The Orioles made a couple of moves today, bringing back left-handed pitcher Mark Hendrickson (for his third year in Baltimore) and outfielder Jeff Fiorentino (after we spent some time in other organizations) on minor league deals.
Hendrickson’s ERA shot up from 4.37 to 5.26 in his first two years in an O’s uniform, but he probably pitched about as well on both years (4.57 xFIP in ’09 with a fair amount of time in the rotation, to 4.13 xFIP in ’10 almost entirely out of the pen). He struck out more batters last year (6.6 K/9 to 5.2), walked fewer (2.4 BB/9 to 2.8), and did a better job keeping the ball in the yard (though that was partially a result of a better home run per flyball rate, as 2009’s 12.7% mark was on the high side).
When the O’s re-signed Hendrickson last year I said:
“The $1.2 M deal – with a $0.2 M buyout on the $1.2 M option for 2011, which would take the total salary up to $1.4 M – is a bit less than Hendrickson accepted to come to Baltimore last off-season. I looked at Mark’s 2009 with the Birds previously:
“Hendrickson did start the year as a starter, but that didn’t last too long. After 7 he was moved to the bullpen, where he pitched the majority of the year. He did make 4 more starts at the end of the season when the O’s shut down most of their young starters. Hendrickson finished at almost his exact career marks, with a 5.40 ERA in 50 IP as a starter and a 3.44 ERA in 55 IP as a reliever. His 4.32 overall ERA was better than I had expected, though his 4.92 FIP was a bit disappointing. Mark’s underlying stats were pretty much in line with his career numbers. He didn’t strike out to many guys (5.23 K/9) and didn’t walk too many either (2.83 BB/9). His groundball and flyballs rates were normal, though he did give up a fair number of home runs (1.37 HR/9) due to a 12.7% HR/FB rate. Adjusting for that, his expected FIP was 4.68.
Nothing too impressive, but he was worth 0.5 Wins Above Replacement and $2.2 M, which makes his contract worthwhile. Word is that Hendrickson wants to come back to the O’s next season. As swing-men go, he’s not bad. He won’t completely embarrass you as a starter, and is actually pretty effective out of the pen without a big platoon split. If the 35 year-old was willing to sign for a contract similar to the one he had this year then that would be a solid move for the team. I doubt he would start the year in the rotation again though, and that indicates some of the progress the O’s have made.”
As a reliever, Hendrickson’s career stats include a 3.40 ERA, a 6.9 K/9, a 2.4 BB/9, and a 0.62 HR/9. Those stats would correspond to about a 3.38 FIP, though it was around 3.56 just for 2009 (the strike-out rate was down a little). In any case, a FIP in the 3.75 area in 60-80 IP would make Hendrickson worth at least 0.5 Wins Above Replacement, and possible closer to a full win. Even with the depressed free agent market that’s worth $1.5 M to $3.5 M, so the contract is anywhere between a fair deal and a slight bargain. So yeah, I like the move fine enough. Hendrickson adds a lefty to the pen – which is currently missing a prominent one, besides closer Mike Gonzalez – and that’s a role that he should be more effective in. Nothing earth-shattering, but it does help a little without any real downside. Plus, if a contender is in need of some cheap left-handed bullpen help at the deadline, they’ll know who to call.“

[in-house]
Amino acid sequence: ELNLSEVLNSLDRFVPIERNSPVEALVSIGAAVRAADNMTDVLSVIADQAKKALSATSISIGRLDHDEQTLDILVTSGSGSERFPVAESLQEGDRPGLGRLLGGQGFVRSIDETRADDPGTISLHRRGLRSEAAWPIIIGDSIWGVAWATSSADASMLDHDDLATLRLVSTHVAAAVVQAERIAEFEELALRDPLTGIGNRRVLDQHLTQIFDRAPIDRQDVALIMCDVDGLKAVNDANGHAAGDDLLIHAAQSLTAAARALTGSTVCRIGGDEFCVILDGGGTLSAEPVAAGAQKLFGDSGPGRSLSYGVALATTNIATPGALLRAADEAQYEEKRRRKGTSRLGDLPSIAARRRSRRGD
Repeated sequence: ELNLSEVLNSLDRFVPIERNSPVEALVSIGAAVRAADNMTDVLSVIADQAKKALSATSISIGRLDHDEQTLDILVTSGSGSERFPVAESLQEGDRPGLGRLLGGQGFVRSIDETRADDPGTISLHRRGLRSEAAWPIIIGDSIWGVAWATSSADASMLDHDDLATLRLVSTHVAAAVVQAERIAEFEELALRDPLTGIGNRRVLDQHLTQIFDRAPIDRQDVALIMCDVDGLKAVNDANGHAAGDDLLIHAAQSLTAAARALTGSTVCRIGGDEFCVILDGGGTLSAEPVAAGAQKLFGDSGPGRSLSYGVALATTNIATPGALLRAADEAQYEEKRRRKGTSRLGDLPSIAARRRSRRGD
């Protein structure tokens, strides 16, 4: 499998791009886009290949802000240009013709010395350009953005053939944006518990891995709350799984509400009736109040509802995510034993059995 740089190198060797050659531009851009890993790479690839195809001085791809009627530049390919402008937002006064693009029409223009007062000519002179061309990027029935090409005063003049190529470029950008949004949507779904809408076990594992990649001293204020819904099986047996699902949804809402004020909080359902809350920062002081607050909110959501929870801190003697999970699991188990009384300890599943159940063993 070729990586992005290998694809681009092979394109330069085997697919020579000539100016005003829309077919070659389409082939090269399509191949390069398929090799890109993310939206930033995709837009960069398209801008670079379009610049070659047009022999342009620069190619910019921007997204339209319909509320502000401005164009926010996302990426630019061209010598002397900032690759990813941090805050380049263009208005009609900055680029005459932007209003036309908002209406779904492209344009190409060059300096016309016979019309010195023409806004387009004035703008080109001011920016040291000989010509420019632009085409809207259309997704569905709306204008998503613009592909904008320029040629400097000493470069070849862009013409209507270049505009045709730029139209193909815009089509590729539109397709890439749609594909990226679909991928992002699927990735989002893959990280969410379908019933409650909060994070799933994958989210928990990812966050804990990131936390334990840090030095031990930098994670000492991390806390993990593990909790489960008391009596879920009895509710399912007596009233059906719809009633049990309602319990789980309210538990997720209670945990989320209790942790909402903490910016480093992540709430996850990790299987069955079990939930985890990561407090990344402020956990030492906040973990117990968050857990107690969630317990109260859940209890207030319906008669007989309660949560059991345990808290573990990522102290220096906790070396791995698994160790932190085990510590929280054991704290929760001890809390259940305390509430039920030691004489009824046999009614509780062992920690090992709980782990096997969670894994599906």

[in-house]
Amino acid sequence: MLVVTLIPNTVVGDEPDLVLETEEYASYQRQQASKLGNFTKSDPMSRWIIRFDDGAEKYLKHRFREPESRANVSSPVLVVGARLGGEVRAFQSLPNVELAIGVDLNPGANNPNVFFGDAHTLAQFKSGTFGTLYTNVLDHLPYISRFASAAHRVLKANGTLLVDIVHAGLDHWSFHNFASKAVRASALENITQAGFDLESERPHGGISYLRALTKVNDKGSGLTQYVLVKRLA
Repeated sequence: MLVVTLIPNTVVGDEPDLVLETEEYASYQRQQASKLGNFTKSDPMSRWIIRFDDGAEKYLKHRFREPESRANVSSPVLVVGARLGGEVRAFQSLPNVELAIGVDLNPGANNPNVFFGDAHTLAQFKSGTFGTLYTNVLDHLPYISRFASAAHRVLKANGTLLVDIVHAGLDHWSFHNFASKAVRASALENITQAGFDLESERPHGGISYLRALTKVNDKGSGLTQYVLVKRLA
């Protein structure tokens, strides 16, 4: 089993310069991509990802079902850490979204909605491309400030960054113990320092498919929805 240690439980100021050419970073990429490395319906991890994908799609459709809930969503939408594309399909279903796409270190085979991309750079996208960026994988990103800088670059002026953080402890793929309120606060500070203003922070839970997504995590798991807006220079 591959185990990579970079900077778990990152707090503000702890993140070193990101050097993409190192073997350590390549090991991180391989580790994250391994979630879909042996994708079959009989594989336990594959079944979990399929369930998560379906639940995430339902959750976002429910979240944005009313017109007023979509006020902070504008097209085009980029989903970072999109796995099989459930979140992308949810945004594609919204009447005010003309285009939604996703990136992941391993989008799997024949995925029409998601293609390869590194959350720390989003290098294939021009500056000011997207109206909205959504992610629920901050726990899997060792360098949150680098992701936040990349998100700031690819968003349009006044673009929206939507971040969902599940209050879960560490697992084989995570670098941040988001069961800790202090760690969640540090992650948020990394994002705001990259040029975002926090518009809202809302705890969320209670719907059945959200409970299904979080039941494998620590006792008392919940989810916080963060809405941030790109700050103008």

Hendrickson’s FIP came in a bit higher (4.09), but he pitched more innings and so accumulated 0.4 fWAR. If the Orioles need him to fill in at the major league level some in 2011, I’m comfortable expecting him to be above replacement level (if not by a ton) – likely worth the $900K he’d get, in any case.
Jeff Fiorentino burst onto the scene in Baltimore back in 2005 – all the way from A-ball – as a 22 year-old Screech look-alike. After spending most of the next few years in the minors, Fiorentino was claimed off waivers by the Reds – and then a couple weeks later again by the A’s. He only got one plate appearance in Oakland, became a free agent after the 2009 season, and spent 2010 in Japan. Soon to be 28 years old, Fiorentino has just 173 career plate appearances at the big league level, hitting .270/.341/.324. He seems to have pretty good on-base skills (9.8% walk rate), but he didn’t show much power. That’s not too dissimilar to his minor league career (.294/.376/.444 in 717 PA at Triple-A). Total Zone has Fiorentino as a plus fielder in the minors – more so in the corners, but also in center – which makes him a decent 4th outfielder type. He’s pretty far down the depth chart, but if worst comes to worst he should be able to hold serve pretty well for the team. Maybe he’d even surprise; a .275/.330/.390 line and +2 run defense in center would be good for around a half-win above replacement over 300 PA.
While not terribly significant, I like these two moves since they provide the O’s with cheap depth that shouldn’t hurt the team if it needs to be utilized.
Stats: ERA, FIP, xFIP, K/9, BB/9, HR/FB%, WAR, BB%, Total Zone,